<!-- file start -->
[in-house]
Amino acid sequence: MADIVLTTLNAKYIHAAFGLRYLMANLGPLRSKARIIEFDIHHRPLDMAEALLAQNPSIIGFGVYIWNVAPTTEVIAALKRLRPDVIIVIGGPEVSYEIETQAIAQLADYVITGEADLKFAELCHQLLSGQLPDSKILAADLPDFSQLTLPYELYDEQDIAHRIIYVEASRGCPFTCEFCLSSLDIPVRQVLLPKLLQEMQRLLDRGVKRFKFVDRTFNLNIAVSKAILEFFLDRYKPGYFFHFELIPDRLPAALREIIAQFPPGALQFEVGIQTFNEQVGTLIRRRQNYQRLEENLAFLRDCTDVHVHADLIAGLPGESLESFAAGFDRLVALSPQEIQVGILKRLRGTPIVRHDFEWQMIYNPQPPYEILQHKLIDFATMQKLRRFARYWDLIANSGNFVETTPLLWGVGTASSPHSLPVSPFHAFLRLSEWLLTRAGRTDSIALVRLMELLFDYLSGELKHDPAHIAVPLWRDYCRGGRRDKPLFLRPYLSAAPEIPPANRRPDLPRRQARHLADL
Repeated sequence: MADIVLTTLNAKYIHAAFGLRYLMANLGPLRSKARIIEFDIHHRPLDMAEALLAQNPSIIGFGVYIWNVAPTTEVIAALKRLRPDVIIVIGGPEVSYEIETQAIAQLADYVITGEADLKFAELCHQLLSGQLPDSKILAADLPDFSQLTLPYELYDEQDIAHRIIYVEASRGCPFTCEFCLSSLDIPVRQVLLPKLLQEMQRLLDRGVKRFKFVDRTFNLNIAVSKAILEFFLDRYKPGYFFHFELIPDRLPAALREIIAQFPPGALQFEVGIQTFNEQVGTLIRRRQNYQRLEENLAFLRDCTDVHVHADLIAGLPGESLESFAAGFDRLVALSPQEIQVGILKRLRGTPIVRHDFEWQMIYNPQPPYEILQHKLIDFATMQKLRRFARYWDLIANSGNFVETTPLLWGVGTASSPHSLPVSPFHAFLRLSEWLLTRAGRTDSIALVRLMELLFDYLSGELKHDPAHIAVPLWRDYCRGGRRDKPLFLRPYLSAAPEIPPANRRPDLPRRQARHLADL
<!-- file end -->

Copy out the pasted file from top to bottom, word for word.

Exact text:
[in-house]
Amino acid sequence: MADIVLTTLNAKYIHAAFGLRYLMANLGPLRSKARIIEFDIHHRPLDMAEALLAQNPSIIGFGVYIWNVAPTTEVIAALKRLRPDVIIVIGGPEVSYEIETQAIAQLADYVITGEADLKFAELCHQLLSGQLPDSKILAADLPDFSQLTLPYELYDEQDIAHRIIYVEASRGCPFTCEFCLSSLDIPVRQVLLPKLLQEMQRLLDRGVKRFKFVDRTFNLNIAVSKAILEFFLDRYKPGYFFHFELIPDRLPAALREIIAQFPPGALQFEVGIQTFNEQVGTLIRRRQNYQRLEENLAFLRDCTDVHVHADLIAGLPGESLESFAAGFDRLVALSPQEIQVGILKRLRGTPIVRHDFEWQMIYNPQPPYEILQHKLIDFATMQKLRRFARYWDLIANSGNFVETTPLLWGVGTASSPHSLPVSPFHAFLRLSEWLLTRAGRTDSIALVRLMELLFDYLSGELKHDPAHIAVPLWRDYCRGGRRDKPLFLRPYLSAAPEIPPANRRPDLPRRQARHLADL
Repeated sequence: MADIVLTTLNAKYIHAAFGLRYLMANLGPLRSKARIIEFDIHHRPLDMAEALLAQNPSIIGFGVYIWNVAPTTEVIAALKRLRPDVIIVIGGPEVSYEIETQAIAQLADYVITGEADLKFAELCHQLLSGQLPDSKILAADLPDFSQLTLPYELYDEQDIAHRIIYVEASRGCPFTCEFCLSSLDIPVRQVLLPKLLQEMQRLLDRGVKRFKFVDRTFNLNIAVSKAILEFFLDRYKPGYFFHFELIPDRLPAALREIIAQFPPGALQFEVGIQTFNEQVGTLIRRRQNYQRLEENLAFLRDCTDVHVHADLIAGLPGESLESFAAGFDRLVALSPQEIQVGILKRLRGTPIVRHDFEWQMIYNPQPPYEILQHKLIDFATMQKLRRFARYWDLIANSGNFVETTPLLWGVGTASSPHSLPVSPFHAFLRLSEWLLTRAGRTDSIALVRLMELLFDYLSGELKHDPAHIAVPLWRDYCRGGRRDKPLFLRPYLSAAPEIPPANRRPDLPRRQARHLADL